Now that I'm all caught up on the links that came in last night, I'm off to sit on my front porch and do some New Year's Day birding. I'll be back soon to see what else is in my inbox!
I'm back from birding. What a great haul today! I saw three Mourning Doves, three Palmchats, an American Redstart, and four Bananaquits. I heard a Hispaniolan Woodpecker (and that counts). I was really hoping to start the year well with a Hispaniolan Lizard-cuckoo - and I saw TWO! One had something in his mouth that looked like a piece of straw, so I wondered about nest-building, but when I looked through my binoculars, he was carrying a tiny - and apparently dead - lizard. And so my eBird streak is kept alive. Today is Day 116! (It's a big challenge for me not to add multiple exclamation marks to my comments on my eBird checklists. I don't really have the scientific detachment down yet, and just want to jump up and down!)
While I was away from my computer, I also ate the first of today's pumpkin soup. Haitians eat it for breakfast, but since I've already had breakfast, I will eat mine for lunch. I had to eat some, though (and take a picture, of course), so I ladled myself out a little tiny bowl. It was wonderful.
Irene Latham is also sharing her OLW, and it's a juicy one! She's going to be writing poems through all four seasons, and we get to read the first one today, a wintry offering, that somehow manages to be warm in spite of the season. Go read it immediately!
Myra of Gathering Books is joining us from the United Arab Emirates, and she too has some Naomi Shihab Nye to share today! This one is new to me. It's called Dear Sky. I think this would make a great writing prompt, too!
Margaret Simon is eating black-eyed peas this morning in Louisiana, and she's also sharing a breathtaking photo and poem. The poem is called "Bayou Being Green." She shares the prompt that inspired it, too, plus a place to get more prompts all year. Thanks, Margaret!
Tiel Aisha Ansari doesn't participate in Poetry Friday, but I've been a devoted reader of her poetry blog for many years, and I hope she doesn't mind me linking to her New Year's Eve poem, which I think everyone will agree is perfect. Here it is. While you're there, you should check out some more of her beautiful poems.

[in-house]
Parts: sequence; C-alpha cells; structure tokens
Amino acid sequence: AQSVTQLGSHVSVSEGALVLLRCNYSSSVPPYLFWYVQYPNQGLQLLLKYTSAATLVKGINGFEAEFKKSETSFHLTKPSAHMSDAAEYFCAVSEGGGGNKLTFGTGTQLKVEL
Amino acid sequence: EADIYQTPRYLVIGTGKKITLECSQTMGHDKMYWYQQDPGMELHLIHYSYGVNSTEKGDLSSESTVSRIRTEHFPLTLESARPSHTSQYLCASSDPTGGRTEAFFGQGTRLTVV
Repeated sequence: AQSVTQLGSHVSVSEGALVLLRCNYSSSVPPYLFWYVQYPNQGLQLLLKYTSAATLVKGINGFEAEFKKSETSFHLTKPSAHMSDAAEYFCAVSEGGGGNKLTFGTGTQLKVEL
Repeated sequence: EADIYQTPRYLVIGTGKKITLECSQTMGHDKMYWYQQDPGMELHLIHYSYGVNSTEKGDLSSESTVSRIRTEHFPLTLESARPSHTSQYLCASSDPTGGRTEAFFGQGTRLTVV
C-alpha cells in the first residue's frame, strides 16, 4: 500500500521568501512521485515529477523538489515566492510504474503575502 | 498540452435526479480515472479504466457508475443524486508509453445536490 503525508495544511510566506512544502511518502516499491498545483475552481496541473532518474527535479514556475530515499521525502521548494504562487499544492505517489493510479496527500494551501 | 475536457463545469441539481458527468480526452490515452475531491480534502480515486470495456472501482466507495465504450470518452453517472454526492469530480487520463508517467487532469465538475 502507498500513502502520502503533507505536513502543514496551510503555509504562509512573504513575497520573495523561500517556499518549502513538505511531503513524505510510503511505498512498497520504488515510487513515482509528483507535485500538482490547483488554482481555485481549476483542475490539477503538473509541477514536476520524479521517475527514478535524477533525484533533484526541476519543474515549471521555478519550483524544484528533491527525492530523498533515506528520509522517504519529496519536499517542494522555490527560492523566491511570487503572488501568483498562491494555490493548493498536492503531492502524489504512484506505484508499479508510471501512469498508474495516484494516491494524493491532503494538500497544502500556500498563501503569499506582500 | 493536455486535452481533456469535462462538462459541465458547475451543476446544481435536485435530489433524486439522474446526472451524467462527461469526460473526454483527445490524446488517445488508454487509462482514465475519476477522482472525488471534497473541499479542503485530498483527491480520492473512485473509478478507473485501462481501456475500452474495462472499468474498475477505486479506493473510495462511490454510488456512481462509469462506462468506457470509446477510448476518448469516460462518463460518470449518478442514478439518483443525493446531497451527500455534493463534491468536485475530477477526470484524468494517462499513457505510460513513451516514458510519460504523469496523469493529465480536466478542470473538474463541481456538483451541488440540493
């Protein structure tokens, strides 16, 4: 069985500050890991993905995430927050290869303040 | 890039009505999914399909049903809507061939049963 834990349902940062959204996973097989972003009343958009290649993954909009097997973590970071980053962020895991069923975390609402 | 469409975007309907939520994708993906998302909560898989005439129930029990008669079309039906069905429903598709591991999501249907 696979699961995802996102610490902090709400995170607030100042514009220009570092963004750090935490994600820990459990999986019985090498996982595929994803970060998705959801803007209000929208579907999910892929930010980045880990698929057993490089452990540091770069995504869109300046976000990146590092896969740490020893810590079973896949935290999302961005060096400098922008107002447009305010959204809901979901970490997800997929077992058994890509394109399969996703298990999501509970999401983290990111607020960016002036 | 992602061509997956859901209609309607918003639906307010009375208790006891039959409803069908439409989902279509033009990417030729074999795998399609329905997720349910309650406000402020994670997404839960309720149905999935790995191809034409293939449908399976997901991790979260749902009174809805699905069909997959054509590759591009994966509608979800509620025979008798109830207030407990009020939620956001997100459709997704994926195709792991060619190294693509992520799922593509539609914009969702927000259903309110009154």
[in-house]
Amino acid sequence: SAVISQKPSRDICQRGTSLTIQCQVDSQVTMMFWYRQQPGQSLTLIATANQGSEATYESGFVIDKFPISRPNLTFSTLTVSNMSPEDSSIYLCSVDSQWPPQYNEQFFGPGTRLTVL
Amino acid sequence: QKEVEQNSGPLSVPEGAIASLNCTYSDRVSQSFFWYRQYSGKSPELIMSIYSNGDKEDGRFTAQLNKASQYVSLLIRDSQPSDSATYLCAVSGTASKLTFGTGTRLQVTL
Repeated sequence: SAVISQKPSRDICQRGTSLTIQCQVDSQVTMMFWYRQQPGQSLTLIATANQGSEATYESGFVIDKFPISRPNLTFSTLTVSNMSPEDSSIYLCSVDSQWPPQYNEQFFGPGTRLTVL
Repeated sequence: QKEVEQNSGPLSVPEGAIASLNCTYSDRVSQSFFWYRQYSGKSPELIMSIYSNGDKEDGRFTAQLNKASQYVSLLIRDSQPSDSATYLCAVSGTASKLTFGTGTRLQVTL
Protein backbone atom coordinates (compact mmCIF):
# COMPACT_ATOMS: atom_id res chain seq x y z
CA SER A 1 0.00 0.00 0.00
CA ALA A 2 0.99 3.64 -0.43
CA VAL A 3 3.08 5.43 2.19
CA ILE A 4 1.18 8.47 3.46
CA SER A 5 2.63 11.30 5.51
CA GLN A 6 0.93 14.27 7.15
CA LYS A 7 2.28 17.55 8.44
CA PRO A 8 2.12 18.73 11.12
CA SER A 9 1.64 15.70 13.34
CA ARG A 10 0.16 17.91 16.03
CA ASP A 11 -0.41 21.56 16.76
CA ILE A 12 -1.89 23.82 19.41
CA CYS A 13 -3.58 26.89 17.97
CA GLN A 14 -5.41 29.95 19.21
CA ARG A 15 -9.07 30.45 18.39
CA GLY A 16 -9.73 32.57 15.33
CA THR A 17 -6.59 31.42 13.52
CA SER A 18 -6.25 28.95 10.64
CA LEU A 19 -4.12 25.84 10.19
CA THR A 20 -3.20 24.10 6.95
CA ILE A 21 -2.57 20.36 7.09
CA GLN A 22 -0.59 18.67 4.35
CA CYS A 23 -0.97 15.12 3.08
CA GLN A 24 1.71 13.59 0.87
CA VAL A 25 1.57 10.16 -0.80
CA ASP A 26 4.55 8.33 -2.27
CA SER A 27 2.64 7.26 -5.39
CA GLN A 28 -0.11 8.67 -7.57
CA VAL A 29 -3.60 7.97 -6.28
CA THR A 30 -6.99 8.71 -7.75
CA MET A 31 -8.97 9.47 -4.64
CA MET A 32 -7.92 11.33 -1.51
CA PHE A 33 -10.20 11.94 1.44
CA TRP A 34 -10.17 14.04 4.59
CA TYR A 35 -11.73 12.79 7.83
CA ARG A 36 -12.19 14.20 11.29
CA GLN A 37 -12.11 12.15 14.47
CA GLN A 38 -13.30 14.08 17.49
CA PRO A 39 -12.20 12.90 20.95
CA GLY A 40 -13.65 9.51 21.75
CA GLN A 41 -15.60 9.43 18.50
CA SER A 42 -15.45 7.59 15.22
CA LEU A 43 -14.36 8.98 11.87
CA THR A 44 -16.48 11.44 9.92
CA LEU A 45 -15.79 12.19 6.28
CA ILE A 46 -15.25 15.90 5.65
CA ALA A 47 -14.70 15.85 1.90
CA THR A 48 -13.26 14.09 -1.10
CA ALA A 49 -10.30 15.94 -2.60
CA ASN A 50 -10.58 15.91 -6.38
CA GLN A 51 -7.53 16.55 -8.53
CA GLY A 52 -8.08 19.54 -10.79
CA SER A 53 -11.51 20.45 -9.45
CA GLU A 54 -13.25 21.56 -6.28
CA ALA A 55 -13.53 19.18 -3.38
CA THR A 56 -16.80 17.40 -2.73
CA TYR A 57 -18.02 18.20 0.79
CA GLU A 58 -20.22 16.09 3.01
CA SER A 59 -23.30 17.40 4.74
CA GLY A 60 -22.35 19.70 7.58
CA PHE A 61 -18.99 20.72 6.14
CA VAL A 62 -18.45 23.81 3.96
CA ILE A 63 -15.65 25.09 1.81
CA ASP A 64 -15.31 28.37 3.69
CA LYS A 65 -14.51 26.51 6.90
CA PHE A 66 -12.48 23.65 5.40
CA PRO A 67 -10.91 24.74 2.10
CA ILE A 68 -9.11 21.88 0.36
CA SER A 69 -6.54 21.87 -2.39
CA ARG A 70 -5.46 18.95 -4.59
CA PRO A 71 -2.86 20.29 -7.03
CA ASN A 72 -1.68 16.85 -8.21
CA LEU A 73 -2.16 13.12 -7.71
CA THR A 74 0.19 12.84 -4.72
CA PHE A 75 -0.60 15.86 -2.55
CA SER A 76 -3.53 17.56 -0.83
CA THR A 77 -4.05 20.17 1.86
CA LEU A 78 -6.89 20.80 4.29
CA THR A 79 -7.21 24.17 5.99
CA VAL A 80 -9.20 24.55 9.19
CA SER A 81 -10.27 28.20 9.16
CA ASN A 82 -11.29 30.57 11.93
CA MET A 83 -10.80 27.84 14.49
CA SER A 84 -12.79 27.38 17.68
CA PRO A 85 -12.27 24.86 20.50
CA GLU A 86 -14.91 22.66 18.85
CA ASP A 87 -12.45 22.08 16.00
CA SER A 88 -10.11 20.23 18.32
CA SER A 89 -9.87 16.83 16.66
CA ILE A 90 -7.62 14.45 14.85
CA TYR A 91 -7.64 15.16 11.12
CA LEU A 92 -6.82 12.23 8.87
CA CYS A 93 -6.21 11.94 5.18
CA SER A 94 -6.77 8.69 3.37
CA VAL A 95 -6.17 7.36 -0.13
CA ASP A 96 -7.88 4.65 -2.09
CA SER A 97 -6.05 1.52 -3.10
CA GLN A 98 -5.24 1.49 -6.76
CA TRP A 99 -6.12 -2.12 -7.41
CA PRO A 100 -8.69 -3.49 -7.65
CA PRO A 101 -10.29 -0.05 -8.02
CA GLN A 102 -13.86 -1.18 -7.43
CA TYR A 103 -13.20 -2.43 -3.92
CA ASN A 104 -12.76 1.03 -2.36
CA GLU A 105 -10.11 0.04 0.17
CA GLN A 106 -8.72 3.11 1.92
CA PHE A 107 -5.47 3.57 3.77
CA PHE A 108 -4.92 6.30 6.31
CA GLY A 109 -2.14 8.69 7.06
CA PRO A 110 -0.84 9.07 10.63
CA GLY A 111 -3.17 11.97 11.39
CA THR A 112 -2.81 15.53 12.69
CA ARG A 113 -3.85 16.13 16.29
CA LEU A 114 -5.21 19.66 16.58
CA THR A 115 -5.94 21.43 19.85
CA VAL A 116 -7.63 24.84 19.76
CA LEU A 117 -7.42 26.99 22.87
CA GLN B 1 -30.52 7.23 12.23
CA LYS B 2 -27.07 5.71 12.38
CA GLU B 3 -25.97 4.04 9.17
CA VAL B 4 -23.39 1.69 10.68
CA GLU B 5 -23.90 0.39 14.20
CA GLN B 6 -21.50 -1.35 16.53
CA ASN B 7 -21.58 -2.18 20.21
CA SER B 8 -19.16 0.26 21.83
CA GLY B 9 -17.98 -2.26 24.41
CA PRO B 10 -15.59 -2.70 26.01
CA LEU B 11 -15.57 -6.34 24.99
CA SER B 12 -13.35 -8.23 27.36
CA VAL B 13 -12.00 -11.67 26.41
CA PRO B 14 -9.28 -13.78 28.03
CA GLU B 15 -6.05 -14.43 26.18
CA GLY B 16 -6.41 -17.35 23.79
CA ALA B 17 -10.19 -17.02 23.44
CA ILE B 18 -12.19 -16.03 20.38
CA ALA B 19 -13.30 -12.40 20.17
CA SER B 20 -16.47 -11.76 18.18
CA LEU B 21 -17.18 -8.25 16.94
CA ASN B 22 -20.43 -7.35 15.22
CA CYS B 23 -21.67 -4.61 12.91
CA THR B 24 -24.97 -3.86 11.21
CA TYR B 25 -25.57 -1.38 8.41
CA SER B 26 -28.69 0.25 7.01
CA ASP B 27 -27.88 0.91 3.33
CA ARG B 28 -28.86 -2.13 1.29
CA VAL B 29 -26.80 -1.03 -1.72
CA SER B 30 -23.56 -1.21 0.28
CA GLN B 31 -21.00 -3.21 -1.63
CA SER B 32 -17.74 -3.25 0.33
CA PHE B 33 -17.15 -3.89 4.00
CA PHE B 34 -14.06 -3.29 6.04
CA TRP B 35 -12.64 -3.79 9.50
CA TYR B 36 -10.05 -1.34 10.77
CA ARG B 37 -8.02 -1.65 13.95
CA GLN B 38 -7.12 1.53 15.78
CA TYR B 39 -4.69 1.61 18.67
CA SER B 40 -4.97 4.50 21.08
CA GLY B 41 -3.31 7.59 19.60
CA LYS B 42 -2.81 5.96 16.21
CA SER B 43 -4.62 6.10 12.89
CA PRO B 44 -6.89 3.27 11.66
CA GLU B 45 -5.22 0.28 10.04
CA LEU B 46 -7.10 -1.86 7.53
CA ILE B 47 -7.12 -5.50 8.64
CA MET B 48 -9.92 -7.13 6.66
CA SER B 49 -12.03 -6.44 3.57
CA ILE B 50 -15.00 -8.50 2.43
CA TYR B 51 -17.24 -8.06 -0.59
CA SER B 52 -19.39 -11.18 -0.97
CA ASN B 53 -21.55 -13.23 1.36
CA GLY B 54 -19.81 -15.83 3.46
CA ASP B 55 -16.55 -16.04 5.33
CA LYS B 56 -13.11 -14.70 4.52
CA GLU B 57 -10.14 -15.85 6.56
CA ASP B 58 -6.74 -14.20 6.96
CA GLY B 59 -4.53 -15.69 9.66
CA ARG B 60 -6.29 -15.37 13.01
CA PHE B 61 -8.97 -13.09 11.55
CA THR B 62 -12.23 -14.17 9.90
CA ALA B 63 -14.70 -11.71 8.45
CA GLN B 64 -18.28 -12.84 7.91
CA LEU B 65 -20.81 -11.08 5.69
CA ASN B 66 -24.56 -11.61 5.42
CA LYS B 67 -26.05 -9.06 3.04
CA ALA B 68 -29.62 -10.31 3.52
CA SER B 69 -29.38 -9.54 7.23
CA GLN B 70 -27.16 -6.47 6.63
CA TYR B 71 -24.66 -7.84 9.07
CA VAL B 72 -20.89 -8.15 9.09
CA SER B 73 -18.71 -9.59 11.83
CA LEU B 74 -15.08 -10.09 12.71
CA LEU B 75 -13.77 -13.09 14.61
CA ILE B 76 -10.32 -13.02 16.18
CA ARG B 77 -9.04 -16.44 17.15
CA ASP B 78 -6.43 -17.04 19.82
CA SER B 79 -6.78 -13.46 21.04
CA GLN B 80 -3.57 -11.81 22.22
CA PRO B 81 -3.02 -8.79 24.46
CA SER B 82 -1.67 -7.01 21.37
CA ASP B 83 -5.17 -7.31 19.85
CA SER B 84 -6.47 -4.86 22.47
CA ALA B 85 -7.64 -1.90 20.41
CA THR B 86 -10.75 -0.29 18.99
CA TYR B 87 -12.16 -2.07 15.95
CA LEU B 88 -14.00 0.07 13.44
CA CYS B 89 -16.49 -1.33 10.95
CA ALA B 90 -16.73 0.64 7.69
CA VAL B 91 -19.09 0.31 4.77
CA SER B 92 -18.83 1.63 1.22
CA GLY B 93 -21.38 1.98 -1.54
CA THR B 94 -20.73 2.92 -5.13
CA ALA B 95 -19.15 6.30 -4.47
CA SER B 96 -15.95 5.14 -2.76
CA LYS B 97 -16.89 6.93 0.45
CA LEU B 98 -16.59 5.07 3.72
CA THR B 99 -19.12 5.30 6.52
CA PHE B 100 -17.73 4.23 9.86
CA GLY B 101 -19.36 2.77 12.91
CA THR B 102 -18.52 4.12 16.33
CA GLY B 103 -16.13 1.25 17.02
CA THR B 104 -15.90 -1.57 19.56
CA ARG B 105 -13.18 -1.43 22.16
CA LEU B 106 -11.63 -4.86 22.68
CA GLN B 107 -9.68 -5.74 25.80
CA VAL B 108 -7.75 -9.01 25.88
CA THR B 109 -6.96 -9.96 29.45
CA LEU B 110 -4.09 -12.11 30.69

Laura Purdie Salas shares a stunning Richard Wilbur poem, one I'm going to save to read again and again. "These sudden ends of time must give us pause." Indeed, they must. Laura's post is here.
Christie Wyman takes us on a visit to Ponyhenge, an odd local attraction, with a poem and photo which you can look at here.
Mary Lee has a poem with an intriguing title, "Things I Didn't Know I Loved." Her poem is inspired by two others that she links to. I'm thinking I'm not the only one who will be inspired by this idea to write one on the same topic. There are so many things to love! Thanks, Mary Lee!
Carol has a perfect choice for the New Year, "Ring Out, Wild Bells," by Alfred, Lord Tennyson. I'm saying Amen to the sentiments in the poem and in Carol's post.
The next link to come in is from another Carol, Carol Labuzzetta. She shares her OLW for 2021, plus a poem that goes with it. You can read her thoughts about that here.
Tanita Davis shares a poem by C.S. Lewis, with perfect advice for the new year ahead: "Often deceived, yet open once again your heart." Here is her post.
And it's another Carol! Carol Varsalona has a lovely gallery of images and thoughts including a variety of possible choices for her OLW. Like me, she is waiting until Thursday to write a post about her OLW for the year, and she says she'd better hurry up and pick one! You have some wonderful options, Carol!
Susan Bruck is beginning 2021 with haiku about snow and reflections on loss and the weirdness of this year's holiday season. Happy New Year, Susan!
Also thinking about loss is Laura Shovan, who shares "Poem," by Langston Hughes. This is a perfect poem about the blah sadness you feel when you lose a friend. Socially distanced hugs to Laura and everyone who is feeling this way.
Ramona calls her post Poetry Friday (on Saturday), and she shares a poem she wrote in March of 2020, a golden shovel that turned out to be a keystone for Ramona for the rest of the year. Head over and read her poem "Moving Forward."
The first link in this roundup is to Margaret Simon's weekly feature "This Photo Wants to be a Poem." Well, Fran Haley took this week's photo and ran with it for her Poetry Friday offering. She's written a Spirit's Vessel poem, which is part acrostic, part intricate three stanza six line six syllable creation. Follow the link to read her poem and see what she has done with this prompt and how it relates to her choice of OLW.
Thank you for participating, everyone, whether by sharing poetry or reading it or both. Thank you for filling this first day of the year with poems! Join us again next week, when Sylvia Vardell will be hosting at Poetry for Children.